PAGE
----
A couple of interesting posts on Glow recently have pointed up the fact that there is not just one Glow covering Scotland, but 32 Glows, one for each local authority. The whole service is delivered from the single national data center in Edinburgh, but how Glow is managed and phased is quite different from authority to authority. The nature of the development process for SSDN, as it was known originally, ensured that each local authority in Scotland would be able to shape Glow to suit its own local circumstances, dovetailing the roll-out of the service with all the myriad other developments happening across the country’s schools.
The care that was taken to ensure that local control over Glow would be maximised was, of course, a positive aspect of the programme, and certainly gives the lie to those who, with no knowledge of the project whatsoever, tried to demonise it as “….the computers of 800,000 Scottish teachers and pupils….wired to a centrally controlled national intranet….”. The idea of Glow as a large-scale, unwieldy, unresponsive managed service in the traditional top-down sense was precisely what the planning and implementation of the service were designed to avoid. I believe we succeeded in that regard by the simple expedient of listening and responding to the concerns of those who manage ICT in our schools, the local authorities.
But, this multi-speed Glow, in which each authority is able to undertake its own planning and project management of the roll-out of the service, with the help of the national Glow teams based in Learning and Teaching Scotland, does bring certain pressures with it. One of those is that, as teachers in those authorities that have decided to take longer to implement Glow see colleagues in faster-moving authorities using the tools and applications in their teaching, they will begin to ask questions of their administration. Doug Semple’s post on Approaches to Glow points this up, I believe, by asking why the training in Glow appears to be inadequate. This might be because the local authority in question has planned for this to take place further down the line. Those who are managing the implementation of Glow in each authority are only too well aware of the weight of training requirements for teachers covering the Curriculum for Excellence, Assessment is for Learning, and many other vital developments. Glow training has to be fitted in to the already-heavy schedule.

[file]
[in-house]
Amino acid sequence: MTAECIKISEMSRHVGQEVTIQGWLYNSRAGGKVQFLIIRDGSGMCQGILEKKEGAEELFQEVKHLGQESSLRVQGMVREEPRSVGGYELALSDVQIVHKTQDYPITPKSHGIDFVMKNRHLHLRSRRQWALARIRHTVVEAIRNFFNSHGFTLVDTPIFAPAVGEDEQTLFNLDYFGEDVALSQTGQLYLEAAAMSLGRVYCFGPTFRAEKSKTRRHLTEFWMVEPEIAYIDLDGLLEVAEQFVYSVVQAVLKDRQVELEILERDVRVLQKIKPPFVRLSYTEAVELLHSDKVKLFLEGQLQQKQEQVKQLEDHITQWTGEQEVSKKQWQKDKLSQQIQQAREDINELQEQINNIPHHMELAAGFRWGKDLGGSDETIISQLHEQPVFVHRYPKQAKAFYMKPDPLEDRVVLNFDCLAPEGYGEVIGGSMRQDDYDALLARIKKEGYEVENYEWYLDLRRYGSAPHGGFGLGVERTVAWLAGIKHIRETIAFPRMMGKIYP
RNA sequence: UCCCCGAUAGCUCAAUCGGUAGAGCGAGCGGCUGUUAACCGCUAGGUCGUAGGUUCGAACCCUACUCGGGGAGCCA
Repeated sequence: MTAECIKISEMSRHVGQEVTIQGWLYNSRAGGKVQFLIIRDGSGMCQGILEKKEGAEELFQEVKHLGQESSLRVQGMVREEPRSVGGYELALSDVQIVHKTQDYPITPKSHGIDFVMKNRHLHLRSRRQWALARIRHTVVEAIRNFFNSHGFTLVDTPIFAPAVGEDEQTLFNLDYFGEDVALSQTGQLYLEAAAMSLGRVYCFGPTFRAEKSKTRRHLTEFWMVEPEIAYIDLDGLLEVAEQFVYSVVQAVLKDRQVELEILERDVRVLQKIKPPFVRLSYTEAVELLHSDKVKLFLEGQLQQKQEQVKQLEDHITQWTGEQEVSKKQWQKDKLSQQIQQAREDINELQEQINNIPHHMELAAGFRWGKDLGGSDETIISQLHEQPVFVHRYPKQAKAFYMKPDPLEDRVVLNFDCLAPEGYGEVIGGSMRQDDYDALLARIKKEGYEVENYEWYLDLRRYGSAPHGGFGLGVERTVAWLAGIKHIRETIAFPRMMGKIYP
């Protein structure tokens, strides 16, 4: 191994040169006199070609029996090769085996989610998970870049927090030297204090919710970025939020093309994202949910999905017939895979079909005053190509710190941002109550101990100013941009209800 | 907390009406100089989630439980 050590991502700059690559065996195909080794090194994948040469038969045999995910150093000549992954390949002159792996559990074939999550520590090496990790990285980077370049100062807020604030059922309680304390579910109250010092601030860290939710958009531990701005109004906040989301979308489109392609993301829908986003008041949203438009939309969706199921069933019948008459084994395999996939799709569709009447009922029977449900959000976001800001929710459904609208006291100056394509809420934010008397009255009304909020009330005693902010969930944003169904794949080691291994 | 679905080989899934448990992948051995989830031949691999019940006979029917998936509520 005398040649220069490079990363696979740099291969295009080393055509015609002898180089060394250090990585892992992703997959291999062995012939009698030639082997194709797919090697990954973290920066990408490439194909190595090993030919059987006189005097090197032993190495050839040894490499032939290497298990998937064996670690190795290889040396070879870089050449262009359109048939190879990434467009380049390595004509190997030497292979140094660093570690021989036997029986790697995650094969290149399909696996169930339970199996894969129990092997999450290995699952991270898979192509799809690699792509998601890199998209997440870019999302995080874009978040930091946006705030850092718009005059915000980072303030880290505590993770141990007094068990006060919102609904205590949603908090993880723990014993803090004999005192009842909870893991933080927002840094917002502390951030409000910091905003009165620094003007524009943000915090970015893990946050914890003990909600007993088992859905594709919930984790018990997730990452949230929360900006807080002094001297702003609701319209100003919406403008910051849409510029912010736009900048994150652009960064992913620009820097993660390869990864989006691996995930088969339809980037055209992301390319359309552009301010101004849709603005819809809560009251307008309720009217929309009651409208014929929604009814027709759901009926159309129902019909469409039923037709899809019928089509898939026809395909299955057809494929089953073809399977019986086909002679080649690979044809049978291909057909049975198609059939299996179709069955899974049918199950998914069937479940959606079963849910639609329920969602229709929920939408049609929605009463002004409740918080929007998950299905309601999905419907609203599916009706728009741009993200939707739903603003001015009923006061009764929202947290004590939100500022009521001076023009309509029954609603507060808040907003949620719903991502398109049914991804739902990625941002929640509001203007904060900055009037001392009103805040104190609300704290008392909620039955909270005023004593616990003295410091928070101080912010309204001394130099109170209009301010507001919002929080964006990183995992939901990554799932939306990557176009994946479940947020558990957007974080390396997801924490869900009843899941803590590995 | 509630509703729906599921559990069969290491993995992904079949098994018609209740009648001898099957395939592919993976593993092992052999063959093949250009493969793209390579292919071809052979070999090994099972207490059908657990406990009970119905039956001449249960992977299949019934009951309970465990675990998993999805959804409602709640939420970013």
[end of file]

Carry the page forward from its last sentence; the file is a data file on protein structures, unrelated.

Nonetheless, the message in Doug’s post is one that we might see repeated elsewhere over the next couple of years as teachers’ desire to make use of Glow runs ahead of their authority’s (or their school’s) phasing of the training required. We need to be realistic, basically, about Glow’s place within the wider framework of developments happening in Scottish education currently, but authorities also need to be aware of the growing impulse of teachers to get their teeth into Glow sooner rather than later.